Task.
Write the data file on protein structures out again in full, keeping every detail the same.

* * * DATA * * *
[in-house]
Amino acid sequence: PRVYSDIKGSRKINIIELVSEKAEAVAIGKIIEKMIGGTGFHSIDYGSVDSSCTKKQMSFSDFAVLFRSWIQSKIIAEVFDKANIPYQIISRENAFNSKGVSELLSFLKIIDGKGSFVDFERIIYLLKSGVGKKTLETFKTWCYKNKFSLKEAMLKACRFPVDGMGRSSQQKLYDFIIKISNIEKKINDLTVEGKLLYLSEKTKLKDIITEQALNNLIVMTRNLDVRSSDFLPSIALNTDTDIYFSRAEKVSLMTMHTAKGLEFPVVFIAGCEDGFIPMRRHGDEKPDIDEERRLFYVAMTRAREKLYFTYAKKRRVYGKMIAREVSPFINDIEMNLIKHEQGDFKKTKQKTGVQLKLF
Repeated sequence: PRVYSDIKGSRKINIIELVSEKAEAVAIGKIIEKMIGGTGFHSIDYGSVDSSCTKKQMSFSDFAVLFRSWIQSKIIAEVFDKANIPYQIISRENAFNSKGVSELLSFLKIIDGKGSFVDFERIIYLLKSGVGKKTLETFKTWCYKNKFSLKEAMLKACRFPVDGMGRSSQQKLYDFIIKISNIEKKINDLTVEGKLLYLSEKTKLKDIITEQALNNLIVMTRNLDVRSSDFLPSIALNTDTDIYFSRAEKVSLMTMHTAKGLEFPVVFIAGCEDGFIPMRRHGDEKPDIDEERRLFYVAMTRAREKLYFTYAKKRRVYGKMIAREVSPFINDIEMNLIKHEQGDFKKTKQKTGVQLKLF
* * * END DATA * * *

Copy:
[in-house]
Amino acid sequence: PRVYSDIKGSRKINIIELVSEKAEAVAIGKIIEKMIGGTGFHSIDYGSVDSSCTKKQMSFSDFAVLFRSWIQSKIIAEVFDKANIPYQIISRENAFNSKGVSELLSFLKIIDGKGSFVDFERIIYLLKSGVGKKTLETFKTWCYKNKFSLKEAMLKACRFPVDGMGRSSQQKLYDFIIKISNIEKKINDLTVEGKLLYLSEKTKLKDIITEQALNNLIVMTRNLDVRSSDFLPSIALNTDTDIYFSRAEKVSLMTMHTAKGLEFPVVFIAGCEDGFIPMRRHGDEKPDIDEERRLFYVAMTRAREKLYFTYAKKRRVYGKMIAREVSPFINDIEMNLIKHEQGDFKKTKQKTGVQLKLF
Repeated sequence: PRVYSDIKGSRKINIIELVSEKAEAVAIGKIIEKMIGGTGFHSIDYGSVDSSCTKKQMSFSDFAVLFRSWIQSKIIAEVFDKANIPYQIISRENAFNSKGVSELLSFLKIIDGKGSFVDFERIIYLLKSGVGKKTLETFKTWCYKNKFSLKEAMLKACRFPVDGMGRSSQQKLYDFIIKISNIEKKINDLTVEGKLLYLSEKTKLKDIITEQALNNLIVMTRNLDVRSSDFLPSIALNTDTDIYFSRAEKVSLMTMHTAKGLEFPVVFIAGCEDGFIPMRRHGDEKPDIDEERRLFYVAMTRAREKLYFTYAKKRRVYGKMIAREVSPFINDIEMNLIKHEQGDFKKTKQKTGVQLKLF